Recently, in Bangalore, a cluster of academics, researchers, artists, and practitioners, were supported by Brown University, to assemble in a Thinkathon (a thinking marathon, if you will) and explore how our new habits of everyday life need to be re-thought and refigured to produce new accounts of what it means to be human, to be friends, and to be connected in our networked societies.
There is no denying the fact that life on the interwebz is structured around various negotiations with information. Even as we go blue in the face, in the face of information overload, we have a sacred trust in the idea that information is the new currency of society. In our networked worlds, it is our role and function to transmit information to the nodes we are connected to. On a daily basis, we commit ourselves to the task of producing content, consuming information, relaying and sharing resources, saving and archiving material. We add, through our transactions and interactions, new data sets of information to the already burgeoning world of the web. These information practices, for those of us who are immersed in the info-networks, have become so naturalised, that we have become oblivious to the effort, care, time and resources that go into a sustained engagement with them. They have become a part of our everyday lives, creating structures of comfort and desire, so that the reward and gratification we experience masks the physical and affective energy we invest in sustaining these networks. The discussions at our Thinkathon, spread over four intense days, brought out some really interesting insights I want to map, in a series of posts, providing new ways of thinking about life as created through habits within a network.
Habits of Being Human
One of the most effective human turns the digital networks have produced is about connections. Beyond the interfaces, the platforms, the networks and the infrastructure of access, on the other end is a human being who emerges as a friend, mediated by the huge complex of hardware and software that facilitates this relationship. We have learned how to make these mediations invisible, talking about real-time, and instant messaging, and live-chats, concentrating only on the human actors that engage with us in this networked state of being. This making invisible of the network is not a natural thing. Even for digital natives who are supposed to be immersed in these environments like ‘fish taking to water’, there is a recognition that the network demands time, attention, financial and emotional investment in order to sustain the social relations web we create within these worlds. Wendy Chun from Brown University suggested we have converted these networks into habits – unthinking, visceral, prewired responses that gloss over the toll they take over us. Which is why, for instance, we habitually connect to our networks, and the human beings within that, and yet face information fatigue and network tiredness that takes us by surprise.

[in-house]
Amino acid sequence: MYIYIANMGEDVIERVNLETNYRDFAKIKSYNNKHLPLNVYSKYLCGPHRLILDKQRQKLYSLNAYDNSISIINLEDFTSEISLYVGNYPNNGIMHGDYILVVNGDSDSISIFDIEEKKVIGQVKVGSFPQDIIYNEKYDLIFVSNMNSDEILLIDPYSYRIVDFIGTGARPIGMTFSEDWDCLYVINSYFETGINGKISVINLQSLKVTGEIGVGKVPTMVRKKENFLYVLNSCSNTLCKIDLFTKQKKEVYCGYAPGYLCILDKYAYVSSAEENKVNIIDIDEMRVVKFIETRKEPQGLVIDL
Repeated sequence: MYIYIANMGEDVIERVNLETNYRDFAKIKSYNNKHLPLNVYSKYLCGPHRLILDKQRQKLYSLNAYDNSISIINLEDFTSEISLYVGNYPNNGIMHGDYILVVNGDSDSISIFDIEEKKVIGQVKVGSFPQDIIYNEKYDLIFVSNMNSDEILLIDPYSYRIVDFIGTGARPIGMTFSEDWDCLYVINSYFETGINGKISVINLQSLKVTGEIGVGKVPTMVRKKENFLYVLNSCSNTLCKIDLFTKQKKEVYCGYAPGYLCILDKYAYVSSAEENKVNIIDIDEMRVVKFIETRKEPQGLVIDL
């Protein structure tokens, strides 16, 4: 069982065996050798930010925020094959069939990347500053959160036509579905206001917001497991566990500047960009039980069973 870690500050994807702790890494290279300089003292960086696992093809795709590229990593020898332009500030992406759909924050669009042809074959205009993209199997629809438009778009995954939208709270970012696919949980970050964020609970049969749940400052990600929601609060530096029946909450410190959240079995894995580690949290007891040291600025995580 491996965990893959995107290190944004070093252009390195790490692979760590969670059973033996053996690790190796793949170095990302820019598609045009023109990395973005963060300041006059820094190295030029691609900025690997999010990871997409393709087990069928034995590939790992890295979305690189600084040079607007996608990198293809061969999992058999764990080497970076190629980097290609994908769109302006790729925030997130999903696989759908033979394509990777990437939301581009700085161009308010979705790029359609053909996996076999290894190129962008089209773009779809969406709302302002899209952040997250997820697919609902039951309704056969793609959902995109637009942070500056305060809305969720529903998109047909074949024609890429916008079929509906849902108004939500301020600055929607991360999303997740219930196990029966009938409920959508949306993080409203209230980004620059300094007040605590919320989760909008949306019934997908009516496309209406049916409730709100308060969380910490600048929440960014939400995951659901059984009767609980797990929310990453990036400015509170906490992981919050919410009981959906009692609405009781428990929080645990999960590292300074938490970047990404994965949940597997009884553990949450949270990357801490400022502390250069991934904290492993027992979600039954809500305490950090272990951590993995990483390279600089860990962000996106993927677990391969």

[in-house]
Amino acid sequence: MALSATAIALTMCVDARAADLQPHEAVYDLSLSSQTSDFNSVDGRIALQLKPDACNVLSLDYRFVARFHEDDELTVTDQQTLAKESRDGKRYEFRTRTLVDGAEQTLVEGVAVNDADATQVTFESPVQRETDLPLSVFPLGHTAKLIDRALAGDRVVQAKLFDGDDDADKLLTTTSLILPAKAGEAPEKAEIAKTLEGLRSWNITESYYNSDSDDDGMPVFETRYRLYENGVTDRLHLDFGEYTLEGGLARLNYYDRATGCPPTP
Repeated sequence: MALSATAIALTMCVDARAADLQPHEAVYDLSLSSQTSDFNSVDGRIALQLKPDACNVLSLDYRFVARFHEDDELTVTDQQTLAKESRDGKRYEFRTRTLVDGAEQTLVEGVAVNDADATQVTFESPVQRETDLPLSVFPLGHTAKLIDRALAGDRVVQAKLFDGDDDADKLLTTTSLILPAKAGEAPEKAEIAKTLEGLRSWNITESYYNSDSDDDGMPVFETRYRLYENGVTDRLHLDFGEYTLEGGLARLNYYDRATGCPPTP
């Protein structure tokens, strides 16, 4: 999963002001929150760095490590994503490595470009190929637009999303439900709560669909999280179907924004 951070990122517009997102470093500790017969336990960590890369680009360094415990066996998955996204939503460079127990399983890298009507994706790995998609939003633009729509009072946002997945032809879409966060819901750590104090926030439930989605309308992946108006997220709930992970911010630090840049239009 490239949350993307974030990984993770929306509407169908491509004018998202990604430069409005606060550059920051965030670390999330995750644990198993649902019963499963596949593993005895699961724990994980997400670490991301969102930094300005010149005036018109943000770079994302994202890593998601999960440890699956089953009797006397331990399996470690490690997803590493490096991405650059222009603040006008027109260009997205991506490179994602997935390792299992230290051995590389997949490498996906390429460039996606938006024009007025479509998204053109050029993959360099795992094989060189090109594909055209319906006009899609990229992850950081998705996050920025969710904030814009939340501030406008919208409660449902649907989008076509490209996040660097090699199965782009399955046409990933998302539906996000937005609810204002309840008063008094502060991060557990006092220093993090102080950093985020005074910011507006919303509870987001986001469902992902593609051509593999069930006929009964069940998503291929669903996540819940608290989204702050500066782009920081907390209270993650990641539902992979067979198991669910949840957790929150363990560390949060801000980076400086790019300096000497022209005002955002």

Renee Ridgeway (NEWS, Amsterdam) introduced us to the idea that networked habits stand-in for the transactions we make, ignoring the fact that they are largely a commodification of social relationships, making the labour of care invisible in the quantification through systems of Like, Share, Retweet, Follow, Ping, etc. It becomes important to unpack this idea of ‘labour of care’ because we generally think of care as an essentially human condition. Which is why, we connect, share information, help, offer sympathetic shoulders to cry on, for people who are separated from us through geographies and lifestyles. Care is the way in which we separate ourselves from the technological bots and algorithms which can often outstrip us in performing networked habits but cannot emotionally invest in the relations as we human beings can.
Radhika Gajjalla (Bowling Green State University) furthered this notion of care to look at crowdfunding platforms like Kiva and Kickstarter, which essentially bank on the lay-user’s idea of care, and helps them invest a small sum to better the living conditions of somebody in need. She showed us however, that care is not a ‘natural’ response. The interfaces, the representations of the people, the narrative structures of the stories told within these kind of microfinance websites, are all geared towards shaping a particular kind of first world guilt on the user, inviting them to quantify their ‘care’ towards those in the poorer worlds, in need of financial support. The ways in which networks shape our habits, make them natural and encourage us to believe in them as the preconditions of being digitally human, need to be given more attention.
These so-called habits have direct implications on how young people learn and engage with conditions of knowledge production. That which we think of as a natural response within the networked worlds is often a habit that disguises the complex mechanics of control, containment, societal pressures and expectations, and systems of reward and punishment which all get flattened as we rethink what it means to be human in the digital worlds. Looking at the infrastructure, the interface, the processes of training, the threshold of critical competence and the incessant personal investment that is actually labour but is disguised as a habit within the networks of learning, makes us more conscious of the fact that the young users are not ‘born digital’ and nor are they going to become experts left to their own devices. It brings back to the surface the question of the role of technology in education, and the form and function of new knowledge actors in our systems of learning.
Banner image credit: timparkinson http://www.flickr.com/photos/timparkinson/3788726140/